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“We’re losing Barney to retirement, and we’re losing Tammy, hopefully, to the United States Senate,” said Rep. David Cicilline (D-R.I.), who is openly gay and faces a tough re-election battle of his own. “But I think it’s very important to continue to have members of our community in government at all levels. I’m fond of saying if we’re not at the table, we’re on the menu.”
Even with a record number of openly gay candidates running for office this cycle, the caucus of openly gay Members in the 113th Congress could fall to just one: Rep. Jared Polis (D-Colo.), who doesn’t face a competitive race in November. But given the crop of candidates on the ballot, Polis is likely to have openly gay colleagues next year.
And political observers expect the field of non-heterosexual candidates to continue to grow each cycle.
“Thirty years ago, people thought they didn’t know anybody gay. They had kinds of stereotypes. Now they’re finding out that their brother, son, their cousin, their friend, whoever” is gay, explained Rep. Jerrold Nadler, a strong supporter of LGBT rights.
“The idea of being gay is losing the fear factor, the strangeness factor and people are realizing, they are just ordinary people, good bad or indifferent, like anybody else,” the New York Democrat said between votes Friday.
“That being the case, of course you’re going to see more gay candidates,” he added.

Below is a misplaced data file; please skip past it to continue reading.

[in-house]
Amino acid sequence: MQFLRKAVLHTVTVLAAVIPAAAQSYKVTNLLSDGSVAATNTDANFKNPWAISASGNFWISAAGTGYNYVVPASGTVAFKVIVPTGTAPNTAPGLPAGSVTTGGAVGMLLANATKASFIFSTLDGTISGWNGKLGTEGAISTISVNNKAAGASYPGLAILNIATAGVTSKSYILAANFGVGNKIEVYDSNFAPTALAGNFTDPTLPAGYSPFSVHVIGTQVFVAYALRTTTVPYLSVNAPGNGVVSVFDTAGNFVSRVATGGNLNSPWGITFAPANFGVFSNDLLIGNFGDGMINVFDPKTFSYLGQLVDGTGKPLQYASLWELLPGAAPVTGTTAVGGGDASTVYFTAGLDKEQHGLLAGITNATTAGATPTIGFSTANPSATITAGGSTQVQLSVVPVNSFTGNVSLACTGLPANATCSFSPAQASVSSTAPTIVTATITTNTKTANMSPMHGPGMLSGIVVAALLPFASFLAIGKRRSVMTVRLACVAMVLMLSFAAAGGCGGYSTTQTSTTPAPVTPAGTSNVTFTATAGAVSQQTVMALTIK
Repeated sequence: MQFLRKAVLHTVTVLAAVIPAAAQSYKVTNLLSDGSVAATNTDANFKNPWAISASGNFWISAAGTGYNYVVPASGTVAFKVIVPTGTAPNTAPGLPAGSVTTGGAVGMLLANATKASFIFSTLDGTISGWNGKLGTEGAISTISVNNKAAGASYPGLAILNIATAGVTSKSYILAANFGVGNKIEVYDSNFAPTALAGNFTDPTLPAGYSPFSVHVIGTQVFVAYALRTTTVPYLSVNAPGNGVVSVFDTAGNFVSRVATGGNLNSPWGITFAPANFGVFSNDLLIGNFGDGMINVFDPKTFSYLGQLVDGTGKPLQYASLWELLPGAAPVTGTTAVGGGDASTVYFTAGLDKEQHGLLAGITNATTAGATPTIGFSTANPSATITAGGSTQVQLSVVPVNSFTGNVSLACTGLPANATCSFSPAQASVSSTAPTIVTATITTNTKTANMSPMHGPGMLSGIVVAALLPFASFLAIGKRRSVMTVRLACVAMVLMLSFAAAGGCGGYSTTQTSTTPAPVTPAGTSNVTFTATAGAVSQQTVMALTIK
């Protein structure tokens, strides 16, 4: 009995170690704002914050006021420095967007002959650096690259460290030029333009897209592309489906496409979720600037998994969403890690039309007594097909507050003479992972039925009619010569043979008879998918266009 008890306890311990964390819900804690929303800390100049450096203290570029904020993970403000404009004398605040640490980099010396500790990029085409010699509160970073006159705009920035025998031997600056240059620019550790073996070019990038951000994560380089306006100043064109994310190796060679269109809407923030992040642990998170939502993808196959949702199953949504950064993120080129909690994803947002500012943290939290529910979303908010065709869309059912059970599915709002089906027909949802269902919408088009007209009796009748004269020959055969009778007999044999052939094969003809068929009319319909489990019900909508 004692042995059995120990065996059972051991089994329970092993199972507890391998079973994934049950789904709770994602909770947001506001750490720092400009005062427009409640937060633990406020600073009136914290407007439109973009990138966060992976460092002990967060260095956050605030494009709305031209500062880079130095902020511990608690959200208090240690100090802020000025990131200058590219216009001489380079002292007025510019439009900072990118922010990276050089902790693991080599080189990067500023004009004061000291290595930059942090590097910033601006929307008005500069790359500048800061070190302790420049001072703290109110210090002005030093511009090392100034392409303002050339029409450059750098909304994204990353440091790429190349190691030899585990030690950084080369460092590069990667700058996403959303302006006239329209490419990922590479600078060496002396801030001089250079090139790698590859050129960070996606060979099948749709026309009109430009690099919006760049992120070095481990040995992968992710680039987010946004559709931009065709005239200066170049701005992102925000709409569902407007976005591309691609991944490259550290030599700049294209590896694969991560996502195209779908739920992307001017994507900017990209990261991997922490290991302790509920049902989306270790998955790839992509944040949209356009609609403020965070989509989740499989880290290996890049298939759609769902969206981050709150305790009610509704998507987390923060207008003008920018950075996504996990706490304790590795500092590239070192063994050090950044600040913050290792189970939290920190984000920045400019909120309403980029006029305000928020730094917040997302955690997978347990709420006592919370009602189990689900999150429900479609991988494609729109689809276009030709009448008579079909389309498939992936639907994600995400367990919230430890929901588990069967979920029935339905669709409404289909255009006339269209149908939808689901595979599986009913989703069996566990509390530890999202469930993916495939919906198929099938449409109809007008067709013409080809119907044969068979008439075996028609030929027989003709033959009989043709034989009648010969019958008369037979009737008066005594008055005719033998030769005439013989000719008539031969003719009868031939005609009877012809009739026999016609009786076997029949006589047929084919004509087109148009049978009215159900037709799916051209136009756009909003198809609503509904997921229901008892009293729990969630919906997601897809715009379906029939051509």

The presence of so many openly gay candidates on the trail this year, including a Republican, is emblematic of the watershed cultural shift that has occurred in Americans’ views of gay people and gay marriage during the past few years.
In 2004, Republicans used ballot initiatives against gay marriage as a wedge issue. Then, 54 percent of Americans believed gay and lesbian relationships were “morally wrong,” according to Gallup polling data. Today, the majority of Americans not only believe that gay and lesbian relationships are “morally acceptable” but that gay marriage should be legal.
Pollsters have been amazed by the speed with which acceptance of gay relationships and gay marriage has grown across most demographic groups.
“Attitudes toward gays in general, toward gay rights, toward gay marriage are all evolving at a much faster rate than really any other issue that we’ve seen in the history in polling “ influential Democratic pollster Mark Mellman said.
Mellman explained that the shift was likely the result of a combination of factors, rooted in the larger number of people who come out as gay. “More people know people who are gay, and as people know more people who are gay, they become much more acceptant,” he said.
Gay rights groups hope to see that acceptance permeate Congress more and more as the number of openly gay Members grow.
“The more openly LGBT Members we have in Congress, the more their colleagues will see that our lives are similar to everyone else,” said Paul Guequierre, a spokesman for the Human Rights Campaign. “When they are voting on matters of equality, they will see firsthand how those matters affect people.”
Frank has been surprised by how fast attitudes have shifted.
“Things have moved much more quickly than I thought” they would, he said.